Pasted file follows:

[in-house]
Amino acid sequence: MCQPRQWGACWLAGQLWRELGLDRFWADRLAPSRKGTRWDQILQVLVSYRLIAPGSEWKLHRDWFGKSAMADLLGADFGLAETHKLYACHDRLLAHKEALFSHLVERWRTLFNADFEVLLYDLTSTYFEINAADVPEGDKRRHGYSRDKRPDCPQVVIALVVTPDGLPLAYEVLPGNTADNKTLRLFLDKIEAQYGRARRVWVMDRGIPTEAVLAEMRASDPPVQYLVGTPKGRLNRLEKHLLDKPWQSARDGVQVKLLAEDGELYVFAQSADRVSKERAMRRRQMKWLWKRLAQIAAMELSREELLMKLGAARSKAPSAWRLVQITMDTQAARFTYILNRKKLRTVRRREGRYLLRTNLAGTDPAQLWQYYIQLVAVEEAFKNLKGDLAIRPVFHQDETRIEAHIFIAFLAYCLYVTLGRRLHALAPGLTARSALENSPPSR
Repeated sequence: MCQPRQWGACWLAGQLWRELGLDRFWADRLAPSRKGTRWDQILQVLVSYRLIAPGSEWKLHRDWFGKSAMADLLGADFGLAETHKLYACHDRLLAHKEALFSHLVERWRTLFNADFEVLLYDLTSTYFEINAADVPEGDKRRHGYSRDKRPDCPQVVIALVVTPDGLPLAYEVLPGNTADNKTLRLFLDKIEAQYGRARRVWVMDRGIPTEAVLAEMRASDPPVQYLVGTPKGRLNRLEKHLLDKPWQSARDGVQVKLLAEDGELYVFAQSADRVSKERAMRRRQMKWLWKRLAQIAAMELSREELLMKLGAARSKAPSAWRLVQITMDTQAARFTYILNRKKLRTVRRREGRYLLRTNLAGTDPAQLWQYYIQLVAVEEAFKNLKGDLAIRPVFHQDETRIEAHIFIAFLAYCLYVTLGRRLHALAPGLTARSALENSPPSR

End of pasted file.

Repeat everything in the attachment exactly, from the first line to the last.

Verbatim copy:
[in-house]
Amino acid sequence: MCQPRQWGACWLAGQLWRELGLDRFWADRLAPSRKGTRWDQILQVLVSYRLIAPGSEWKLHRDWFGKSAMADLLGADFGLAETHKLYACHDRLLAHKEALFSHLVERWRTLFNADFEVLLYDLTSTYFEINAADVPEGDKRRHGYSRDKRPDCPQVVIALVVTPDGLPLAYEVLPGNTADNKTLRLFLDKIEAQYGRARRVWVMDRGIPTEAVLAEMRASDPPVQYLVGTPKGRLNRLEKHLLDKPWQSARDGVQVKLLAEDGELYVFAQSADRVSKERAMRRRQMKWLWKRLAQIAAMELSREELLMKLGAARSKAPSAWRLVQITMDTQAARFTYILNRKKLRTVRRREGRYLLRTNLAGTDPAQLWQYYIQLVAVEEAFKNLKGDLAIRPVFHQDETRIEAHIFIAFLAYCLYVTLGRRLHALAPGLTARSALENSPPSR
Repeated sequence: MCQPRQWGACWLAGQLWRELGLDRFWADRLAPSRKGTRWDQILQVLVSYRLIAPGSEWKLHRDWFGKSAMADLLGADFGLAETHKLYACHDRLLAHKEALFSHLVERWRTLFNADFEVLLYDLTSTYFEINAADVPEGDKRRHGYSRDKRPDCPQVVIALVVTPDGLPLAYEVLPGNTADNKTLRLFLDKIEAQYGRARRVWVMDRGIPTEAVLAEMRASDPPVQYLVGTPKGRLNRLEKHLLDKPWQSARDGVQVKLLAEDGELYVFAQSADRVSKERAMRRRQMKWLWKRLAQIAAMELSREELLMKLGAARSKAPSAWRLVQITMDTQAARFTYILNRKKLRTVRRREGRYLLRTNLAGTDPAQLWQYYIQLVAVEEAFKNLKGDLAIRPVFHQDETRIEAHIFIAFLAYCLYVTLGRRLHALAPGLTARSALENSPPSR